She has always kept her recordings of the show because they are funny and she will not let Cassidy take yet another thing from her. She listens to them; when it won't hurt too much, or will hurt specifically too much. She smiles at the mockery of a dead boy; tries to hear it with the ears she used to use. Tries not to see a politician's smile behind every dirty joke.

She storms through Neptune town; blitzes and stills when she finds the Neptune Grand. She didn't mean to come here, or maybe she did. It doesn't truly matter, but she likes to pretend it does.

She finds she's staring at an odd brown patch; they say that was once Beaver, but it doesn't feel real. She quirks a half-smile, and kneels before the pavement. She acknowledges that the crowds are starting, but she doesn't care. Tenderly, she runs her forefinger over that-which-was Cassidy; a caress to a wicked spirit. She feels like laughing; she feels free.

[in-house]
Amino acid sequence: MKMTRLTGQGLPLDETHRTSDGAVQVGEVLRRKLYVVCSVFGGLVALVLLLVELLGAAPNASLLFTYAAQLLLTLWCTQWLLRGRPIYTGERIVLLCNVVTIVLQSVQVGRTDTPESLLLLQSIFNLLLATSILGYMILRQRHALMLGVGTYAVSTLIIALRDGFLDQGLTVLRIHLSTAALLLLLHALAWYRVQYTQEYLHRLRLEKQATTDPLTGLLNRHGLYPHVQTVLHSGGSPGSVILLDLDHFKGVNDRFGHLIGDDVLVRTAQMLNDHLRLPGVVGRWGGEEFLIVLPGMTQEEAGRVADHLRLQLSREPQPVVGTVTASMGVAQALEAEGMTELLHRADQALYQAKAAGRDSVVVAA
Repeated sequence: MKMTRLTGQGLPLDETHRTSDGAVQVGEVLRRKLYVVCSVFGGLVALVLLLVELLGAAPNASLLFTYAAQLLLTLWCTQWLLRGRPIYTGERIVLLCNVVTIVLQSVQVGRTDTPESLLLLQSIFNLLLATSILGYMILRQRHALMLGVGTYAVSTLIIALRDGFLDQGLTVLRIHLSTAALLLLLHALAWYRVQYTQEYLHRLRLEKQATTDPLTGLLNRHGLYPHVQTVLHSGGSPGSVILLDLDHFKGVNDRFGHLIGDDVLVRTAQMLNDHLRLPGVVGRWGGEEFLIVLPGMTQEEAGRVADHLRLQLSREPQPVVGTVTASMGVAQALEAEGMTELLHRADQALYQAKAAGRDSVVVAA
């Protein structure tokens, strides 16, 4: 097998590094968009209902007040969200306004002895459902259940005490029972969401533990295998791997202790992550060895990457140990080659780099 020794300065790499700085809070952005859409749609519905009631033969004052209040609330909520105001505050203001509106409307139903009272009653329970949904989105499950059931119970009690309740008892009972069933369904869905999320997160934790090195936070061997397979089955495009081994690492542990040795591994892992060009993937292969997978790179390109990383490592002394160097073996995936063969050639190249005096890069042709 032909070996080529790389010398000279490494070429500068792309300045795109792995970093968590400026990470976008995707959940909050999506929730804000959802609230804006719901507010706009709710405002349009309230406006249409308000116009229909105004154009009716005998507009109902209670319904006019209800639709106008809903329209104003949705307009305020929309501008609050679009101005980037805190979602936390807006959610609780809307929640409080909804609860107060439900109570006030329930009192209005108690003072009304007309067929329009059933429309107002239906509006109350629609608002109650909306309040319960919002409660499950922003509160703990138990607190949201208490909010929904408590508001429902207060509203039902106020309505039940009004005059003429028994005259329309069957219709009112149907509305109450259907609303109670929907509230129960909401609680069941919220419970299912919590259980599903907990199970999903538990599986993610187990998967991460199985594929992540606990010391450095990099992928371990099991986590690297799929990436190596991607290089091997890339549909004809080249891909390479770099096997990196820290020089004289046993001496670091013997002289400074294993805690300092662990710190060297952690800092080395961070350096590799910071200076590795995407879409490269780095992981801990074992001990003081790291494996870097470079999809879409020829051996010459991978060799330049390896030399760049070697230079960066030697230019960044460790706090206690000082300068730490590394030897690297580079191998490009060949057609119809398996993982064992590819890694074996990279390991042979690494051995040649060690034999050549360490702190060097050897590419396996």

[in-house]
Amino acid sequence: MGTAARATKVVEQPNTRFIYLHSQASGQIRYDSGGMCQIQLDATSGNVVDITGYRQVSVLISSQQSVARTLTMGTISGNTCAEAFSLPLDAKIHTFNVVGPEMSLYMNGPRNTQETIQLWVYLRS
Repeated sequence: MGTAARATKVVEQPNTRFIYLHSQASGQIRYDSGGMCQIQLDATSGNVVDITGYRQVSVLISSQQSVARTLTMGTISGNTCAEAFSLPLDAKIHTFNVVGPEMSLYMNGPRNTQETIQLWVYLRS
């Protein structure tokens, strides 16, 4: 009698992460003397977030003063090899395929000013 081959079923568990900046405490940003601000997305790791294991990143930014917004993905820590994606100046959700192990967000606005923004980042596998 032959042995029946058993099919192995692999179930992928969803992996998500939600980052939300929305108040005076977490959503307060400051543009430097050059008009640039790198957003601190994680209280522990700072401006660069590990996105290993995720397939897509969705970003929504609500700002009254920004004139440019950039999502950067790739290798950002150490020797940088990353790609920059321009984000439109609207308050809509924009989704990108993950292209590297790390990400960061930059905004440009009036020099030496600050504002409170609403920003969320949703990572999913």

Then she strikes.

She punches the pavement in a blaze; strikes blameless brown concrete again and again and again until there is red pouring from her knuckles, onto the hard surface and she feels satisfied. It should be red. It should look bruised and bloodied and the world should have stopped turning when Cassidy Casablancas went hop, skip, jump.

She feels tears welling, but she can't – won't – let them fall because she is better than that. Taking back something while she blood-lets. Neptune proper stares like she's crazy, and she probably is; but there are firm hands picking her up, turning her around to face him. He stills her like a calm pond, and she finds herself staring at blue eyes that remind her of an ocean gaping to swallow; carnivorous.